Computer to plate (CTP) – The method is a theory, photopolymer properties alter under exposure to UV light. A comparable technology is present in the coating on aluminium lithographic printing plates, both are subjected to UV light by way of a a movie (positive or negative) and in the circumstances of’ positive’ litho plates the exposed area is washed away but in correct of photopolymer the unexposed material is washed away while the exposed part is hardened, therefore film negatives are used.
Photopolymer is available in a wide variety of forms and ctp machine in China with various features, the basic principle feature for letterpress is the’ shore hardness’ that could range from low 20 ‘s to around eighty five for many steel backed plates, the harder plates (60 upwards) being ideal for much deeper impression work. There are particular issues to keep in your thoughts – each and every element of the processing cycle is vital and any variable makes a difference. Each plate style according to it is very own specification is going to require various exposure times, washout times & temperatures, oven temperatures for drying and also post exposure and drying times. It sounds difficult but it is surprisingly straight forward.
A film negative features the preferred design or image to be printed or’ letterpressed’. A part of photopolymer plate is cut corresponding to the photograph size then put into the exposure tray. The film negative is overlayed ensuring the film (emulsion side down) is in contact which is good without any air bubbles or perhaps sections between the movie and plate which will cause UV leakage and a blurred image. The vacuum blanket is rolled over the movie and plate, drawer closed and the length of exposure begins beginning the vacuum and UV lights.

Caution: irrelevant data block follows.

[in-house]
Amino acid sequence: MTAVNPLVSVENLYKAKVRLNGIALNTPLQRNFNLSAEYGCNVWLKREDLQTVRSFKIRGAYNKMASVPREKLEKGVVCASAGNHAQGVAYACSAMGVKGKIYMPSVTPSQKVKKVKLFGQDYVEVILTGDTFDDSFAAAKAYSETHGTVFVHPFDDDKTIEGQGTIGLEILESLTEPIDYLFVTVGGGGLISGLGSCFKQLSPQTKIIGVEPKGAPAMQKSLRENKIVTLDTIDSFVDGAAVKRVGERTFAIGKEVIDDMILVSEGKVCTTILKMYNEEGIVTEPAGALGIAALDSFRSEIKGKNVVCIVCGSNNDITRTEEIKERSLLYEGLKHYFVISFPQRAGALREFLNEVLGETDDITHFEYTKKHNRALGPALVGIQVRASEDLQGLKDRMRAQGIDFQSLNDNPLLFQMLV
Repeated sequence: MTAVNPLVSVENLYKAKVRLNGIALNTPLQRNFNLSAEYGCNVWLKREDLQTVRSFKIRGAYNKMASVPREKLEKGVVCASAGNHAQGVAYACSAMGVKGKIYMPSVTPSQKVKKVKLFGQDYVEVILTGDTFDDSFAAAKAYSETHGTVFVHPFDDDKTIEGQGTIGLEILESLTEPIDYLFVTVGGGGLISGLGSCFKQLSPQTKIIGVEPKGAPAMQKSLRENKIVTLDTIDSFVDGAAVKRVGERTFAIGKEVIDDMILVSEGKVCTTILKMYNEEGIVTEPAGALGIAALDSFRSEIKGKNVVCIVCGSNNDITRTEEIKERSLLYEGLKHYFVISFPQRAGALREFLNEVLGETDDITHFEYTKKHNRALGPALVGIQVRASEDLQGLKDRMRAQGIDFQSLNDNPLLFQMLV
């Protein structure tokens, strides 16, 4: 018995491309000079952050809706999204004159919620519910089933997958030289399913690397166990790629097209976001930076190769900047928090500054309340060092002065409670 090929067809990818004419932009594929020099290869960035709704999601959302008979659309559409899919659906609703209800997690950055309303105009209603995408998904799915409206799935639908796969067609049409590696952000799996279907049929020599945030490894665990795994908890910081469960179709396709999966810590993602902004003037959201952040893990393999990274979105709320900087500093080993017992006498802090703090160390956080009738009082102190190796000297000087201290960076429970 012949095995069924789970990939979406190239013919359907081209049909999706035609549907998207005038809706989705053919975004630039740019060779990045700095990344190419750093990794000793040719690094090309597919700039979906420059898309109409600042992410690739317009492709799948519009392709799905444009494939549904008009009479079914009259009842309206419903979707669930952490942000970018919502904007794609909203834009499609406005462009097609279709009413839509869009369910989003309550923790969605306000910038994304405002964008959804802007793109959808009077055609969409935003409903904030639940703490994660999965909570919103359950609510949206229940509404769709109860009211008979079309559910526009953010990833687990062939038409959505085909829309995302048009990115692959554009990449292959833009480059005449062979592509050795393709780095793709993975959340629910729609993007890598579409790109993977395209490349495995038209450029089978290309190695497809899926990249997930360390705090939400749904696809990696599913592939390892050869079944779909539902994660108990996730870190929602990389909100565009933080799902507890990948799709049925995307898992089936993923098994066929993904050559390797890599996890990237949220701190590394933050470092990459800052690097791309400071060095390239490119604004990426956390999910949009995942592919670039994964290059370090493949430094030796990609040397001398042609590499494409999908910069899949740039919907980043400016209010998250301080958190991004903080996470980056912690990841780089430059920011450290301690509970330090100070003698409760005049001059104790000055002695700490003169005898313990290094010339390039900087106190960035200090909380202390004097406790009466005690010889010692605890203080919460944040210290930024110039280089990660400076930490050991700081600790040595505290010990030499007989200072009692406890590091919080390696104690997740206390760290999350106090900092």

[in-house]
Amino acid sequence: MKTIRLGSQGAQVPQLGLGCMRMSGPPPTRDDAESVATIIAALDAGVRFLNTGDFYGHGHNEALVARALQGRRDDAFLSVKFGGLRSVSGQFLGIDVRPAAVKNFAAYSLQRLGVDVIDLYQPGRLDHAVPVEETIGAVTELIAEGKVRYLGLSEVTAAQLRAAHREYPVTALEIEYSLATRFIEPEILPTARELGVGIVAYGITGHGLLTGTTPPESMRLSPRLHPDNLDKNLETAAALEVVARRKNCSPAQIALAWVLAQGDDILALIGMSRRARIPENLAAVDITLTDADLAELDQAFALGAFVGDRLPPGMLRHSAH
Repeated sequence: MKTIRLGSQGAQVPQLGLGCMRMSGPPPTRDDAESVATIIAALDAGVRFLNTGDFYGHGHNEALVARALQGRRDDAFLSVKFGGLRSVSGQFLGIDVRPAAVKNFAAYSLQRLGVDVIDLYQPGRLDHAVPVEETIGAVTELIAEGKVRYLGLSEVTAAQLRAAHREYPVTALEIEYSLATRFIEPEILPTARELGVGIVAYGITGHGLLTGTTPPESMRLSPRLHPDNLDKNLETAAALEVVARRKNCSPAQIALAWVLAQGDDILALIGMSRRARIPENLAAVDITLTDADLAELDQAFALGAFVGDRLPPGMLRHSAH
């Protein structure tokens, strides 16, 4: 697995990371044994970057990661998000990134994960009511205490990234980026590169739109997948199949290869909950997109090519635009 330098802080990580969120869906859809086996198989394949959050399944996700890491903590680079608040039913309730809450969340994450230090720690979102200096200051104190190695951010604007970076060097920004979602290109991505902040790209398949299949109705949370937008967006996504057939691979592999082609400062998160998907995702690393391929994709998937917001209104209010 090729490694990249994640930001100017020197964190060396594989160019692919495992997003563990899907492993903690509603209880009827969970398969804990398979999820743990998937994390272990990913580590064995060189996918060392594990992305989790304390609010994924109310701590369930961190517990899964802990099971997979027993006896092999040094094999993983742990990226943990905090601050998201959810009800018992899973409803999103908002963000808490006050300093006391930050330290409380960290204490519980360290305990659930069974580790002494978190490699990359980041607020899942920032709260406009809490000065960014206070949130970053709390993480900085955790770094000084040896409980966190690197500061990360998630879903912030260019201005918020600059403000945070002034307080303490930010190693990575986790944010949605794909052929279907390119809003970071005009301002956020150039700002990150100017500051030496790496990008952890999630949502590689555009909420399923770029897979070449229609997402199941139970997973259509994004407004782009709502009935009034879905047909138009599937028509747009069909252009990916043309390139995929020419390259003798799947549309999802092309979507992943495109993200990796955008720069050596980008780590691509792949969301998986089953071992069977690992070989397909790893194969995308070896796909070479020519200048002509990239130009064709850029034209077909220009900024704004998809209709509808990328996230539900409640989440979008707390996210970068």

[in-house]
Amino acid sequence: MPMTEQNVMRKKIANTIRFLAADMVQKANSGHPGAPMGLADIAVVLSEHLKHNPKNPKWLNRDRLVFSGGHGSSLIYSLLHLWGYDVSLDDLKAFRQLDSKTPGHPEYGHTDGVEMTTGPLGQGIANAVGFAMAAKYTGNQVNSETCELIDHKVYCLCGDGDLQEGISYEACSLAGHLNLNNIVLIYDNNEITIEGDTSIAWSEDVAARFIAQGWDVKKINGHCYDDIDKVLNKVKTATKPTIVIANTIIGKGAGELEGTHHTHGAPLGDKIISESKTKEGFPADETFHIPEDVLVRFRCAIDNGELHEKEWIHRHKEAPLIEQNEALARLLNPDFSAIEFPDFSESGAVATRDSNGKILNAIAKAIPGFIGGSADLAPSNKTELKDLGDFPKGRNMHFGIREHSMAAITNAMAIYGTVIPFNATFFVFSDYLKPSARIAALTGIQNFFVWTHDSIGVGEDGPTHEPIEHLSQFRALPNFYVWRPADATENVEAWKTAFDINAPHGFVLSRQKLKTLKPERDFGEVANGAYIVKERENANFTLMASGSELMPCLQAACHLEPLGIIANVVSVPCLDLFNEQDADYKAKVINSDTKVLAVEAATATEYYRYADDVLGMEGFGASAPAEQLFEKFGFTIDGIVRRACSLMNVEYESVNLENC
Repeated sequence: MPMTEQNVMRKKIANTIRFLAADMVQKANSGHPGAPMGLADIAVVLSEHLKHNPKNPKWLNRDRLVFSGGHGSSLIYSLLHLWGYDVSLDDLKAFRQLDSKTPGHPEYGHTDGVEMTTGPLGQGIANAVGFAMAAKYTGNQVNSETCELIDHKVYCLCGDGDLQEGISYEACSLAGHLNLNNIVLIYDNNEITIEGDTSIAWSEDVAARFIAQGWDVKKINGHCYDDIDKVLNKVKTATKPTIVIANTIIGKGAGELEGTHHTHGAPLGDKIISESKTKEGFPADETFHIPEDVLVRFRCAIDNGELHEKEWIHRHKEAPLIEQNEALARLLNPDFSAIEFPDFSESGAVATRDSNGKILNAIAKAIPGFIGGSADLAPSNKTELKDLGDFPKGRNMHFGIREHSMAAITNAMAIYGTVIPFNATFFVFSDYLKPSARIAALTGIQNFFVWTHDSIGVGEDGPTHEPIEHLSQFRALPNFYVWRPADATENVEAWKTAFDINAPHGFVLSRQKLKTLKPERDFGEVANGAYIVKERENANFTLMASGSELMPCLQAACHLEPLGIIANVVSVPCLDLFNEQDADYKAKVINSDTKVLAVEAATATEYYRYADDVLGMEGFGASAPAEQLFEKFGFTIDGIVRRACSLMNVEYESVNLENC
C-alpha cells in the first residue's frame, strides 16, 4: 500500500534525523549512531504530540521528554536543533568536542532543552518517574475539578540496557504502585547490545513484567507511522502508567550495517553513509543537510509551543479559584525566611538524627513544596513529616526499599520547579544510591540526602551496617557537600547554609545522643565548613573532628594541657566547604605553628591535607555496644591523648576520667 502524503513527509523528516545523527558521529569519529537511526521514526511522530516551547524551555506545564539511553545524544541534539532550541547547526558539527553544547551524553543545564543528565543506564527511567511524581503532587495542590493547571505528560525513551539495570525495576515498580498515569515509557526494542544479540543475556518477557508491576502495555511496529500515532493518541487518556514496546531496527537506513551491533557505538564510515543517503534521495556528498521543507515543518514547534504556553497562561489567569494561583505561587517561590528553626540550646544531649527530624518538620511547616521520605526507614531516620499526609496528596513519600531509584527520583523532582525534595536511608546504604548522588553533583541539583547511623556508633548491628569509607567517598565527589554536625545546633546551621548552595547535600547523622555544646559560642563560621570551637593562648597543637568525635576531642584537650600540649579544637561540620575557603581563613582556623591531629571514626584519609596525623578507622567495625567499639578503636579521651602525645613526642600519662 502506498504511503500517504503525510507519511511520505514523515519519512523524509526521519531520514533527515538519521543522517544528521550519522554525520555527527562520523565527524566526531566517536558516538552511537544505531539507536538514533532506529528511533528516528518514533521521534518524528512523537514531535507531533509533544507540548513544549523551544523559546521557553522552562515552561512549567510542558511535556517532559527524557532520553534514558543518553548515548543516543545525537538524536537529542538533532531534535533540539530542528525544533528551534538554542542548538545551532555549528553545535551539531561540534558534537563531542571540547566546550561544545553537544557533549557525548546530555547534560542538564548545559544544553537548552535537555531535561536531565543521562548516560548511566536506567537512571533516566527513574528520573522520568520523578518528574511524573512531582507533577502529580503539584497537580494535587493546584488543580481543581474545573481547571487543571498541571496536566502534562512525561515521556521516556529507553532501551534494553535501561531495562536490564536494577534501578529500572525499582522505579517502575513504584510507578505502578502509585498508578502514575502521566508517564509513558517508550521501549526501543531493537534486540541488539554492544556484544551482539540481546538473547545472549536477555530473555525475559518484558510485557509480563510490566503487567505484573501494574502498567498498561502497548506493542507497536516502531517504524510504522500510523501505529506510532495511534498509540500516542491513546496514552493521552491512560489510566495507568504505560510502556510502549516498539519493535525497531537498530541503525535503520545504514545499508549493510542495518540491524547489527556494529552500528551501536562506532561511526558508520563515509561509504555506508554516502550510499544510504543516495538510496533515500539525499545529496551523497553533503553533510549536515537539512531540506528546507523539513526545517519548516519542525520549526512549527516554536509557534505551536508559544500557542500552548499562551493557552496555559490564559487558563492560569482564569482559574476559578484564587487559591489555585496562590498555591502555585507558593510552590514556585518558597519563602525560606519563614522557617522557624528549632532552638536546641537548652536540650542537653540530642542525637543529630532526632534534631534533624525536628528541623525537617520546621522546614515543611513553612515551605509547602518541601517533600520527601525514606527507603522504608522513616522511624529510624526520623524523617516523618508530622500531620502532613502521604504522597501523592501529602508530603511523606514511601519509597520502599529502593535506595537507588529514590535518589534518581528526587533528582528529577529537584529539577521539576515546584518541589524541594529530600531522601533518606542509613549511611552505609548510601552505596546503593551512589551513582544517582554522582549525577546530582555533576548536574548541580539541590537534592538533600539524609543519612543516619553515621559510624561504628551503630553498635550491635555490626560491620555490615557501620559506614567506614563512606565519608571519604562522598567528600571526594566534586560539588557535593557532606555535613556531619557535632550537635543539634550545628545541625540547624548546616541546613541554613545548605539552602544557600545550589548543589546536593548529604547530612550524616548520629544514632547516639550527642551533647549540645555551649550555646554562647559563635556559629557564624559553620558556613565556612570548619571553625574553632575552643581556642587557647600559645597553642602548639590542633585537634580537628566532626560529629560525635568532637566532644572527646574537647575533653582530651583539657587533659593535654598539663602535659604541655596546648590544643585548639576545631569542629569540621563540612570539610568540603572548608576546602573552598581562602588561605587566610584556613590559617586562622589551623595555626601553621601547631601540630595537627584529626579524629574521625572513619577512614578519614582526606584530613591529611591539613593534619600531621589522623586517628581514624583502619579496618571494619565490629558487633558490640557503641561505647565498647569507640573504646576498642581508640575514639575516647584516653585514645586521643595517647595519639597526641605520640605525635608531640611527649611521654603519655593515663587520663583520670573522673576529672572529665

After exposure the plate is placed in the washout unit for many minutes (depending on plate type) in water around 20c. Soft brushes rotate to cleanse away the plate and waste material is right away dehydrated to take out extra water and placed in the drying product for the proper time at a temperature between 60c and 80c. After initial drying is complete plates are post exposed to UV light without the vacuum (as absolutely no movie is used only at that point) and placed once more in towards the blow dryer, the next drying time is vital to ensure the plates are properly’ detacked’.
he plate is currently completed and can be installed on double sided adhesive prepared to place holding a precision ground metal platform on the press, the entire process taking around 30 – forty minutes. For letterpress the preferred plates are’ foil’ (meaning plastic) backed instead steel backed which are difficult to cut and work with, particularly for multi colour work. Of the foil backed plates available the KF range by Toyobo is one of the most well known and widespread and especially the KF95 (0.95mm plate) and the KF152 (1.52mm plate). It has to be remembered that the deeper plates such as the KF152 need extra exposure time so the UV is able to penetrate to the floor belonging to the plate and correctly heal or even harden the polymer.